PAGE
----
punkmeditation

 

 

 

*   *   *

May you be able to include Spam when naming some venture in your life; [13]  
May that blip on your genome turn out to be just French,
and may the hijinks ensue.

Thanks for stopping by.  Au Vendredi!

*   *   *

 

 

[1] I’m not going to be predisposed to like a person, or find them more or less interesting or valuable, just because we are supposedly “related.”

[2] Chickasaw or Cherokee – I’ve heard/read different attributions.

[3] By the spirit of the love child of Jesse Jackson and Johnnie Cochrane.

[4] I never took the comments to be insulting, regardless of the commenter’s true intentions. One time there was an implied derogation:  a friend (who had a German last name) called me squaw, as if flinging an epithet. I informed him of the origins of his surname and called him a Nazi. Ah, the compassionate maturity of youth.

[5] Or more…not sure how many great-greatss, as the available family tree info is less than helpful.

[6] Despite her protestations, she’d obviously known enough of something to tell a friend about it.

[7] Bapa was sketchy on details, and like the rest of my family’s older generation, was reluctant to talk about it.

[8] Make that picture, singular. Like the rest of our family, Bapa had seen only one picture of my father’s mother: a tiny, grainy shot of my father’s mother and father and their brood, lined up against their ramshackle tenant farmer’s shack. I don’t know how you could “tell” anything from that picture, except that my father’s mother was a poor farm woman who had too many children.

[9] So difficult to get those pesky dead people to cough up any details.

[10] Mere words cannot describe how much I loved her phrasing, nor how difficult it was to keep a straight face when she said that.

[11] The more nobler excuse/rationale for such testing, versus the self-aggrandizing, gossipy Find Out If You’re Related To Royalty! ego-appeals.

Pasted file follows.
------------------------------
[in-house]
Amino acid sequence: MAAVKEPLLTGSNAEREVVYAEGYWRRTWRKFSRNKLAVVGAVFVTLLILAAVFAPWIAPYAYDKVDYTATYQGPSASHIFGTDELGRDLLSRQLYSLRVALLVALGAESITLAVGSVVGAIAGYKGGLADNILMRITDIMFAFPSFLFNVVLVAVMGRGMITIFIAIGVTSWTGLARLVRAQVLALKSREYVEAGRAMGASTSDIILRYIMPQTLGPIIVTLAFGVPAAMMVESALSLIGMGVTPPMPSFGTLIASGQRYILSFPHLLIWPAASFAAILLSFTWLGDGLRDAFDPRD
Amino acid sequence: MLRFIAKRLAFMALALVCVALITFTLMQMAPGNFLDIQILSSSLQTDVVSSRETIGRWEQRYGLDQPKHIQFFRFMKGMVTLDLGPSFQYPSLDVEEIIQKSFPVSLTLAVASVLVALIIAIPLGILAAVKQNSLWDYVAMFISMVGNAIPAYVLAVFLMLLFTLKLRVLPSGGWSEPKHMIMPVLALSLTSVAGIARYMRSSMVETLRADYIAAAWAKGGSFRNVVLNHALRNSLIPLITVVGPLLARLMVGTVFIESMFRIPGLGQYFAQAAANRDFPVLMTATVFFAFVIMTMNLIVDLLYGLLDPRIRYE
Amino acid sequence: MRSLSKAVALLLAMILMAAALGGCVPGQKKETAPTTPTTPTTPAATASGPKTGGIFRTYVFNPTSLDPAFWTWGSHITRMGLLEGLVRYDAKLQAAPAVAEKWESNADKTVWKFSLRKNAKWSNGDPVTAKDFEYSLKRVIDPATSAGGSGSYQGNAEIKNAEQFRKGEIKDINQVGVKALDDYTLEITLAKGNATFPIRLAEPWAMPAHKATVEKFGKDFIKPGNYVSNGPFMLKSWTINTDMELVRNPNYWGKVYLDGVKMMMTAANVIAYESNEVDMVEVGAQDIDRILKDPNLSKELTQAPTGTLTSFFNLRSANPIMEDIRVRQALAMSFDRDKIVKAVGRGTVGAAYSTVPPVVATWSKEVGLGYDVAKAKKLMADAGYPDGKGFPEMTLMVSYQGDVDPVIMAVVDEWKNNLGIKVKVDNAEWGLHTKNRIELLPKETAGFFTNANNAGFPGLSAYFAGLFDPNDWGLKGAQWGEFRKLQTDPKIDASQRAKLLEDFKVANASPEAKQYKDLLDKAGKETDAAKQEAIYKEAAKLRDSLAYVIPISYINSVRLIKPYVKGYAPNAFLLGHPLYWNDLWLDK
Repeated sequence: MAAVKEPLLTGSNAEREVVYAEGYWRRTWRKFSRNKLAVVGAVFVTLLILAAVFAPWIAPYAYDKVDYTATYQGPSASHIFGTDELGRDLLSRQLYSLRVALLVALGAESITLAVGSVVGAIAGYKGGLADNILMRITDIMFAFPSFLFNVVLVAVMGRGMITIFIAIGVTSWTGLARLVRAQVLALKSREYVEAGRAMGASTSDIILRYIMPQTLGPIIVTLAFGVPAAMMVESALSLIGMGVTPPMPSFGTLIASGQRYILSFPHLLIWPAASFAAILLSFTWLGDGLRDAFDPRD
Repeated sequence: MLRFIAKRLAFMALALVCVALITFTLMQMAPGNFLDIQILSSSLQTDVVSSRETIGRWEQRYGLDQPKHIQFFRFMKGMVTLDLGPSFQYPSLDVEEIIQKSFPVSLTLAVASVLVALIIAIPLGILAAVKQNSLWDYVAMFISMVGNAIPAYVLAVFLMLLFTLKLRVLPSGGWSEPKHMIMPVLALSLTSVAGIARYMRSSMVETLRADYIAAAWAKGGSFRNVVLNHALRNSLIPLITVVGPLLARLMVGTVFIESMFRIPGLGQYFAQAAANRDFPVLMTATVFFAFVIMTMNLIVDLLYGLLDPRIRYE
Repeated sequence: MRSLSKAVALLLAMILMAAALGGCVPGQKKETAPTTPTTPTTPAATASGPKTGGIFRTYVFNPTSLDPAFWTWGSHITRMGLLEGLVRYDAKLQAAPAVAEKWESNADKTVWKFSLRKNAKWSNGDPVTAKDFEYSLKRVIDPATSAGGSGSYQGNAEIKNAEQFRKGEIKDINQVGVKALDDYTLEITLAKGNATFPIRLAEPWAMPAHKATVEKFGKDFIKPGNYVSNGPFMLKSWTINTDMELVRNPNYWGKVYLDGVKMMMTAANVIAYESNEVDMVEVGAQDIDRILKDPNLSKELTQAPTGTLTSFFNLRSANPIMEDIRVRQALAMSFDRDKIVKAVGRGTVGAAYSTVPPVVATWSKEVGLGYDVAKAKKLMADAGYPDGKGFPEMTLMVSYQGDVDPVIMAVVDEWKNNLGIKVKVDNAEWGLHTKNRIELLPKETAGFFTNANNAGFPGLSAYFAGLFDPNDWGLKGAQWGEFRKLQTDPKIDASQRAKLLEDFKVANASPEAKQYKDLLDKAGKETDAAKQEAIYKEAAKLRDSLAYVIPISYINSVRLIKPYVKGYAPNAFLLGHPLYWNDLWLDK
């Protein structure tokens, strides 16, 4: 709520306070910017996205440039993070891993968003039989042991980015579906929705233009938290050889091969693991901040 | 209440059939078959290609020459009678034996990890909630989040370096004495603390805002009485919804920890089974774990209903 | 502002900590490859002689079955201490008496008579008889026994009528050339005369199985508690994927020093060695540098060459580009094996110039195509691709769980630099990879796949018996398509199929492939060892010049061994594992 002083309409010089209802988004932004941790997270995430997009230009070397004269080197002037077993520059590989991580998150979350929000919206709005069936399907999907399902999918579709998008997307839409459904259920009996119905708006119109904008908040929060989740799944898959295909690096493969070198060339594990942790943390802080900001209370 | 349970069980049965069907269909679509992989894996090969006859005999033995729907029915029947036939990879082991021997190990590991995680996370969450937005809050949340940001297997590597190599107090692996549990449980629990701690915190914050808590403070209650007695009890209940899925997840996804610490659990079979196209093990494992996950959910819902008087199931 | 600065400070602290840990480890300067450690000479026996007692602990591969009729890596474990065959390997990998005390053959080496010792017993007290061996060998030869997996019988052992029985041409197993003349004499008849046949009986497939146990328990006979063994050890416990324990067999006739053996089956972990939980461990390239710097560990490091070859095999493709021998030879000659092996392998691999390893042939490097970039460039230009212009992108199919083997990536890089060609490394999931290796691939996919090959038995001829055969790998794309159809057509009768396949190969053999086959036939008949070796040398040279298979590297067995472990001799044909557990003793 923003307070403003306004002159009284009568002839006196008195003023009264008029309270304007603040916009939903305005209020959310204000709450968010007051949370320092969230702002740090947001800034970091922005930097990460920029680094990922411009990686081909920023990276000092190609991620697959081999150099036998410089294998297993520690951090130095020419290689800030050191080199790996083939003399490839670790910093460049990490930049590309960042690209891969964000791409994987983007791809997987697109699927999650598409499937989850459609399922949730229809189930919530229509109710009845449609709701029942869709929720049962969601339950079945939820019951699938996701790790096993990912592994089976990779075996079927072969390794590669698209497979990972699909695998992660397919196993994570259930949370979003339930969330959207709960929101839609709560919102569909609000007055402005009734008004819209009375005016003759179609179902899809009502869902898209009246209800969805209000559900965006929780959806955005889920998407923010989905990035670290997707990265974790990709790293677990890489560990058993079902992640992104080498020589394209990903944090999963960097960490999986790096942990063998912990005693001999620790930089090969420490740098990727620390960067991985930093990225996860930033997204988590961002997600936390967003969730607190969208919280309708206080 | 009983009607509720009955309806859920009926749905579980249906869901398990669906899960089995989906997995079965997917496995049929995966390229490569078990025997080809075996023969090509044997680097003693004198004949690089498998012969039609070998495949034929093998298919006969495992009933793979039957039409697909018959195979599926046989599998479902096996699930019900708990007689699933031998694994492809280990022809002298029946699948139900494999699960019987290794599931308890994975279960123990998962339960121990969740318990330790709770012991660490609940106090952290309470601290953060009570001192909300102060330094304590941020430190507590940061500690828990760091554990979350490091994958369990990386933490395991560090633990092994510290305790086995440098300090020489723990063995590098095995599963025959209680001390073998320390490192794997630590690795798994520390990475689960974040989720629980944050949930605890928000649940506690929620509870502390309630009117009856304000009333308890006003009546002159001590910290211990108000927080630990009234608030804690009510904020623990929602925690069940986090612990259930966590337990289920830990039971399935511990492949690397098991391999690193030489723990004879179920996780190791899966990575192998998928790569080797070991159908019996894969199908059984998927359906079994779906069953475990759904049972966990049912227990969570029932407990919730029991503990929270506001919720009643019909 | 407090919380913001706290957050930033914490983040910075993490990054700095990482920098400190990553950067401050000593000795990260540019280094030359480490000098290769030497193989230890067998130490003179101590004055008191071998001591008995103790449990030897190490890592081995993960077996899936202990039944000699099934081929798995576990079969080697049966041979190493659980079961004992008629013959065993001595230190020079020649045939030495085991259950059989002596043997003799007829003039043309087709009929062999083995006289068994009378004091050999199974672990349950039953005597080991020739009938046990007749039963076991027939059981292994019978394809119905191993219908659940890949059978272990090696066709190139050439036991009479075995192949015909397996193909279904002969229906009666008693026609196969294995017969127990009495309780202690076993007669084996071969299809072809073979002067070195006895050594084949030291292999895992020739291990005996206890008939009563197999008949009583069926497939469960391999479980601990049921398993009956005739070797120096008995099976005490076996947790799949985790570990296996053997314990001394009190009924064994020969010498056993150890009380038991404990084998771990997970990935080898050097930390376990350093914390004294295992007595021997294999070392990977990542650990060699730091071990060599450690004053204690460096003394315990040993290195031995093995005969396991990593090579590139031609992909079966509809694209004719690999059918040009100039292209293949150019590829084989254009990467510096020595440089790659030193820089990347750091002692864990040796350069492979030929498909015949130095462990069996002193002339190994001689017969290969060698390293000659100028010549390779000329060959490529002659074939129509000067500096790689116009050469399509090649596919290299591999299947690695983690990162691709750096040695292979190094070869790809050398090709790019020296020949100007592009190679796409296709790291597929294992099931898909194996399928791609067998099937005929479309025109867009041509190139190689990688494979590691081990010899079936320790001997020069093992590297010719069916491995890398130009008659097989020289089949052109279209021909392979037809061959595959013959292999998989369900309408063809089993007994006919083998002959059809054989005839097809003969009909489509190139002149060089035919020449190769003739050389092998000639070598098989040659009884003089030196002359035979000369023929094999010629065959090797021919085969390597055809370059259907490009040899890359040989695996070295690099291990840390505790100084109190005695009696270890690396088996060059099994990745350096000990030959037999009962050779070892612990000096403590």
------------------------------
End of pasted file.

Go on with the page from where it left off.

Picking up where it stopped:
[12] The pix is of from my high school’s senior award for Campus Clown. I am biting down on a doll’s arm, which I found at the beach the summer before my senior year and then wore on a chain around my neck for the rest of the year…because I could.

[13] As long as that venture isn’t a child.

The Troops I’m Not Supporting

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Would you like to support our troops?

It’s that same woman outside the same grocery store, sitting at the same folding table covered with the same pile of camouflage pens and toys and ribbons and bracelets, and flag pins and bumper stickers and decals.  “Would you like to support our troops?” she says – a statement more than a question – and she waves her hand over the pile of schocky military-themed shit allegedly patriotic crap.

 

*  Is this a private charity, and if so, what is its name?

* Will I find your organization listed on Charity Navigator and/or give well and/or GiveWell and/or CharityWatch and/or other independent organizations that vet charities for cost effectiveness and transparency and efficiency and efficacy of donation usage?

* Do you have a statement on your administrative overhead/costs? If not, can you tell me where does the money go? How much do you make on each plastic brimmed camouflage hat, and what percentage of the sale of this…merchandise…goes to “the troops,” and by “the troops” what do you mean….?

Those are the questions I thought to ask, but didn’t. Instead, mindful that I had things to do/places to be, I responded tersely, but truthfully. I paused at the table, looked at the WTF? collection of items, then favored her with what I hoped was an expression of genuine regret at the ignorant naiveté of her request, and not the disgust I felt welling up.

“No, sorry, but buying plastic crap made in China does nothing to ‘help the troops.’ ” [1]

Her eyes glazed over; she did not engage me further but didn’t miss a beat calling out to the next person exiting the store. So when I saw her last Wednesday night, doing her same shtick, it was good thing she didn’t catch me because I’d vowed if she ever solicited me again I would waste a precious ten seconds telling her that what our troops really need is our help in electing leaders who will not send our soldiers to fight senseless, strategy-less, endless, oil-dependency fueled wars.

 

 

Feeling guilty about sending young Americans to fight overseas while you stay at home enjoying the comforts of your LazyBoy ® ? Not to worry, saying "Thank you for your service," to a soldier in uniform, plus sticking any of these decals on your vehicles is the equivalent of serving one tour of duty in Dumbfuckistan and crafting a rational foreign policy.

Feeling guilty about sending young Americans to fight overseas while you stay home enjoying the comforts of a LazyBoy ® ? Not to worry, saying “Thank you for your service,” to a soldier in uniform, plus sticking any of these decals on your vehicles, is the equivalent of serving one tour of duty in Dumbfuckistan and crafting a rational foreign policy.

 

 

*   *   *

Department Of That Which Defies Description  [1]